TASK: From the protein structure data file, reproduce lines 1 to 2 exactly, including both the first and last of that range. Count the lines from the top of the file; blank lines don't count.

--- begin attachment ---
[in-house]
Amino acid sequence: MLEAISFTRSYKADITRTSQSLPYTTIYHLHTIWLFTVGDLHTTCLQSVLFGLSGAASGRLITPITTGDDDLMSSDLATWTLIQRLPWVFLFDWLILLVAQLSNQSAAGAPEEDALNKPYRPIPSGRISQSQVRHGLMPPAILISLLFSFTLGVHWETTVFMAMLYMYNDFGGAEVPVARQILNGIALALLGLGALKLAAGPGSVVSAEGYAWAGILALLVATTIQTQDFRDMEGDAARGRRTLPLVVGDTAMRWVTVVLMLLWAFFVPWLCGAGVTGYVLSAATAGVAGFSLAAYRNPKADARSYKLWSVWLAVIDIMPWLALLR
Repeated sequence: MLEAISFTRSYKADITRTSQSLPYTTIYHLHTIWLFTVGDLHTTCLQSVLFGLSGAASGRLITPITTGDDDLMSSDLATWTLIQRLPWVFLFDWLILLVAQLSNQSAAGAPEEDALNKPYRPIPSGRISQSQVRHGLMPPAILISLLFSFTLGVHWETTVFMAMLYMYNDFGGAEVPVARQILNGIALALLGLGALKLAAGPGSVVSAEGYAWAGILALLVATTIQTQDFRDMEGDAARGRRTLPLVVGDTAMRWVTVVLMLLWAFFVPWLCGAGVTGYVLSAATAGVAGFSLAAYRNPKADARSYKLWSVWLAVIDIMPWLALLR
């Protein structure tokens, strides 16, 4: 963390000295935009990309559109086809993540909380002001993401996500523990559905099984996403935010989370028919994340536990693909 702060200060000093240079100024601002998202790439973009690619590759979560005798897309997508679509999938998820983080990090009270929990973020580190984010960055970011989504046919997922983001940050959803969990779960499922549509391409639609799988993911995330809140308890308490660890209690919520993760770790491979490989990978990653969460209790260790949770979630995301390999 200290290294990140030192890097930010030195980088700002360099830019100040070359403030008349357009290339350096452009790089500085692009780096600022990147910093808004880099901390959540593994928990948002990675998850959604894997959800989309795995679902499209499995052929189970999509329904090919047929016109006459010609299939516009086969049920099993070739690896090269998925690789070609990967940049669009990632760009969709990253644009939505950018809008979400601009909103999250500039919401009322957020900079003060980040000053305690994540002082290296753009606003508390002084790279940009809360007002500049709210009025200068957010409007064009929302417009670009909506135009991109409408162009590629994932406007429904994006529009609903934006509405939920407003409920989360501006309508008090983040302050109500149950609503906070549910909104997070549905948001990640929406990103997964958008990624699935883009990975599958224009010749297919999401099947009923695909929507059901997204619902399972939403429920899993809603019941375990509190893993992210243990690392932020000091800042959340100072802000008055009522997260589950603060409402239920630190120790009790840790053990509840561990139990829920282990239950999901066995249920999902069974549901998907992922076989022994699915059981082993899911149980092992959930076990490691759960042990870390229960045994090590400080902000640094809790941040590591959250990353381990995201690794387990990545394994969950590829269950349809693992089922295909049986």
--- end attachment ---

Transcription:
[in-house]
Amino acid sequence: MLEAISFTRSYKADITRTSQSLPYTTIYHLHTIWLFTVGDLHTTCLQSVLFGLSGAASGRLITPITTGDDDLMSSDLATWTLIQRLPWVFLFDWLILLVAQLSNQSAAGAPEEDALNKPYRPIPSGRISQSQVRHGLMPPAILISLLFSFTLGVHWETTVFMAMLYMYNDFGGAEVPVARQILNGIALALLGLGALKLAAGPGSVVSAEGYAWAGILALLVATTIQTQDFRDMEGDAARGRRTLPLVVGDTAMRWVTVVLMLLWAFFVPWLCGAGVTGYVLSAATAGVAGFSLAAYRNPKADARSYKLWSVWLAVIDIMPWLALLR